They understand what we're capable of, both good and bad. Cats2_medium

They understand, then. They understand what we're capable of, both good and bad. They know we can step on them in the middle of the night, just as they know we can spend hours absent-mindedly scratching their head. They know that we can dig a child out of burning rubble just as easily as we can start the war that puts the rubble there in the first place.

Dogs are jingoistic fools who forward each other emails about how awesome humans are, and who get angry at anyone who suggests otherwise. There's no style in a dog. There is just dog. This isn't to engage in the dog person/cat person debate, which is as silly as a movie person/music person debate that doesn't exist. It's to point out that dogs are into us unconditionally, when you have to wonder if that's the right approach for any sentient being to take.

Cats are assholes because they get it.

It's this uneasiness that makes the experience true, a reminder that there is still some wilderness left in there. It reminds us of a beautiful, shared dream of humanity -- the dream that one day we might be able to shrink a kangaroo, grizzly, or moose down to a size where you can toss it nine feet away from your daughter if it started to do kangaroo, grizzly, or moose things to her.

The first company to patent those mini-animals will make billions. Yet it already exists with tigers. Here, friends, is a miniature tiger, one that is dangerous enough to make you keep hydrogen peroxide in the house, but not dangerous enough to actually murder you. They're wild without the wilderness, indifferent to people, just like nature should be.

Imagine if cats acted just like dogs, if they followed us around like dumber, more agile dogs. Where's the fun in that? Just get a dog. They don't bury their poop, and they don't freak out when you hose them down.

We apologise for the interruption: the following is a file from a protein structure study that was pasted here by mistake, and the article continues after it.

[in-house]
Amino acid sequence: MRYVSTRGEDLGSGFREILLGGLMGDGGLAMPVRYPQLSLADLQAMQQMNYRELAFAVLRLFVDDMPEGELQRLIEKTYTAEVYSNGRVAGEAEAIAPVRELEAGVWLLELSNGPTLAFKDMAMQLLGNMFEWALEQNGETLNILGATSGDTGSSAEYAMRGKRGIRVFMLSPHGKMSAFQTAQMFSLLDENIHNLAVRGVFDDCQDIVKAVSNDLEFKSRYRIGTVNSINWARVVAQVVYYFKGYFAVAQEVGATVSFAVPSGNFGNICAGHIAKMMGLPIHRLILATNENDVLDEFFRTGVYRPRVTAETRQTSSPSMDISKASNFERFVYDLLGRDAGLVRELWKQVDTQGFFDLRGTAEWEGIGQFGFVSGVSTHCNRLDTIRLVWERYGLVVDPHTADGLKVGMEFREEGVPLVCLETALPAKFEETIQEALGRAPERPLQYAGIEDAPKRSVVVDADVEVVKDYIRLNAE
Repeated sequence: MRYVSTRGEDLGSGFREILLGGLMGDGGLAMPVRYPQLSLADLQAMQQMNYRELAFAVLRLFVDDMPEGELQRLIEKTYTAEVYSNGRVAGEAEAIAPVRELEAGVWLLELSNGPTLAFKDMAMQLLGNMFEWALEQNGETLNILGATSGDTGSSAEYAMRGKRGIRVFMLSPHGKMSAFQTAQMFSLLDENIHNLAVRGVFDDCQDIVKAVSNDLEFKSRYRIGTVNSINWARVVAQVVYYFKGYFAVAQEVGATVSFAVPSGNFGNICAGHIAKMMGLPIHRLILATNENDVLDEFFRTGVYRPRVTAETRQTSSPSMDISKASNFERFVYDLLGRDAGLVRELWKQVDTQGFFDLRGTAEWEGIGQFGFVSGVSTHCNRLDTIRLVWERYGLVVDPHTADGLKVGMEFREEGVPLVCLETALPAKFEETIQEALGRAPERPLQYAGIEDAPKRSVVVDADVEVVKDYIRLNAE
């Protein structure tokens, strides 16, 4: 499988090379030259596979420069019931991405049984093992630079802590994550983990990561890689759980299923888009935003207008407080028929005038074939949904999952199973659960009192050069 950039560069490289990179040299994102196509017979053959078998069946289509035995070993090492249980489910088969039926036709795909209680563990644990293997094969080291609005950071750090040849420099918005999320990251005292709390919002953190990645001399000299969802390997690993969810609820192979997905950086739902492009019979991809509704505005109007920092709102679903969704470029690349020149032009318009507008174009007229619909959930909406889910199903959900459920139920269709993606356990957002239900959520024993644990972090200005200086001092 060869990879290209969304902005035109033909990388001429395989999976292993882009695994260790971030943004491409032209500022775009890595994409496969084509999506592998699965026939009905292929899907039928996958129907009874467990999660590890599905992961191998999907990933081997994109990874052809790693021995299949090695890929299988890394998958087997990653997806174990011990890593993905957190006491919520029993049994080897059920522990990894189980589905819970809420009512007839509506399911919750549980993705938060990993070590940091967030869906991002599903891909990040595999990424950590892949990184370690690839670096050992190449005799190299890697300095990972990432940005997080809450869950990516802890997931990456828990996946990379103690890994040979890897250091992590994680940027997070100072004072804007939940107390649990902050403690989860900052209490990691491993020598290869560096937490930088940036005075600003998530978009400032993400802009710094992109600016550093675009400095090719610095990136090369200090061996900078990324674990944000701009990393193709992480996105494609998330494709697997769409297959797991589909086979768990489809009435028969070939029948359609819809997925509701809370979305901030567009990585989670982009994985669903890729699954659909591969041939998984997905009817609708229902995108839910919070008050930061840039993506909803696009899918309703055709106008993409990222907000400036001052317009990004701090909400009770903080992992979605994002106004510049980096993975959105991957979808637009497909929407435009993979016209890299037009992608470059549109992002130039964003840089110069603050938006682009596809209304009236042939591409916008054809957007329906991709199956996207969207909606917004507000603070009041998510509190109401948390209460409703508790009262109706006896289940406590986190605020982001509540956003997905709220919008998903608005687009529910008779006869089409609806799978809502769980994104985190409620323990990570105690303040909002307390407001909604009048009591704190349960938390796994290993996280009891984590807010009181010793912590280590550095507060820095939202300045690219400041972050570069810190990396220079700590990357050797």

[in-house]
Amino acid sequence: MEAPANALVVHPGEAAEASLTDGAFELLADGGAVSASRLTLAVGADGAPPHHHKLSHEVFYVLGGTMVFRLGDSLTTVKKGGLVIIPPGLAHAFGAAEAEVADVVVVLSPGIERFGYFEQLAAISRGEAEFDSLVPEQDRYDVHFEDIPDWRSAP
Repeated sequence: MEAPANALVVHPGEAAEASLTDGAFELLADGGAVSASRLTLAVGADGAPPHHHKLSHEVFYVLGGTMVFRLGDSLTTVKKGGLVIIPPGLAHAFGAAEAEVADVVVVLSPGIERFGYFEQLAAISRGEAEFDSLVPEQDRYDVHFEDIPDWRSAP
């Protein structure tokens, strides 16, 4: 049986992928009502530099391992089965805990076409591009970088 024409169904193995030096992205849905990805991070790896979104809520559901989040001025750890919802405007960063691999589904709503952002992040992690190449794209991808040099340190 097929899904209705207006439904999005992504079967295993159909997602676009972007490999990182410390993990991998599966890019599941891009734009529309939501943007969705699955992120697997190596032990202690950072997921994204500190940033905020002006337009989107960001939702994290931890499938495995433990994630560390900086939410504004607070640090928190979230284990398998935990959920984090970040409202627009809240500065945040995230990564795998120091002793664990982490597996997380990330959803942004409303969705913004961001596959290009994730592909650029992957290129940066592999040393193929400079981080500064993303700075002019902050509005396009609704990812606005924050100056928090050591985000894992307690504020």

Imagine if cats acted like squirrels, completely terrified of all things human, not even giving us the chance to skritch their stomachs for five seconds before they mangle our wrists. That wouldn't be fun, either. Cats that wouldn't get within a foot of a human would be the worst kind of pet. (I know there are cats that fit this description, but they're outliers. They rank 0.0 in the style category because, hey, come on, just let me touch you.)

Instead, cats act like cats, for better or for worse, often worse. But they have style. Humans spend 99 percent of their day thinking they're the most important thing in the world. It's nice to have a pet that doubles as a fuzzy reminder of our place in the universe, even if that tends to bug the crap out of us.

Overall 7.4

The design is one of an animal that shouldn't exist, a mish-mash of nonsensical parts. That's how it goes for animals selectively bred to hang out with us instead of survive in the wild. But the style, man. The style. They look at you with contempt, with expectations that you should be there for them instead of the other way around, which is completely counter to how humans see their relationship to the rest of the physical universe.

Cats are assholes. But they are necessary. Also, they're fuzzy. So fuzzy. Here kitty kitty. Here kitty.

* * *

Previously on SB Nation Reviews: Willie McGee | The Vinces | Michael Chang | Vince McMahon

Producer: Chris Mottram | Development: Josh Laincz | Illustration: Dylan Lathrop

About the Author

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Grant Brisbee has been the lead writer for McCovey Chronicles since 2005, when the San Francisco Giants-themed site became the second blog on the SB Nation network. He graduated from San Jose State University, where he was called "the next Kevin Frandsen" by absolutely no one.

Grant is an avid fan of the 49ers, and he also likes the Warriors too, which used to garner more pity before 2010.